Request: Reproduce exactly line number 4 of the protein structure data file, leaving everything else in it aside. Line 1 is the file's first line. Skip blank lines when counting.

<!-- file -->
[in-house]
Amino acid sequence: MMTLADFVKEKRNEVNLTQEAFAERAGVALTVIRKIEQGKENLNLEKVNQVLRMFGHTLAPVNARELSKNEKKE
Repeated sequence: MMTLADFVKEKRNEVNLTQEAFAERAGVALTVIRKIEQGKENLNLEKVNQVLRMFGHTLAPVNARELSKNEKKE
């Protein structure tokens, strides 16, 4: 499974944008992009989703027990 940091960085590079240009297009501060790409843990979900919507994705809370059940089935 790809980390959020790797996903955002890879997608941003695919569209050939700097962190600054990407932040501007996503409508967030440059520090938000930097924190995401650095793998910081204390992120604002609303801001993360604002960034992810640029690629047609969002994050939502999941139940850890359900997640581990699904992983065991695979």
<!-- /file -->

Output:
């Protein structure tokens, strides 16, 4: 499974944008992009989703027990 940091960085590079240009297009501060790409843990979900919507994705809370059940089935 790809980390959020790797996903955002890879997608941003695919569209050939700097962190600054990407932040501007996503409508967030440059520090938000930097924190995401650095793998910081204390992120604002609303801001993360604002960034992810640029690629047609969002994050939502999941139940850890359900997640581990699904992983065991695979």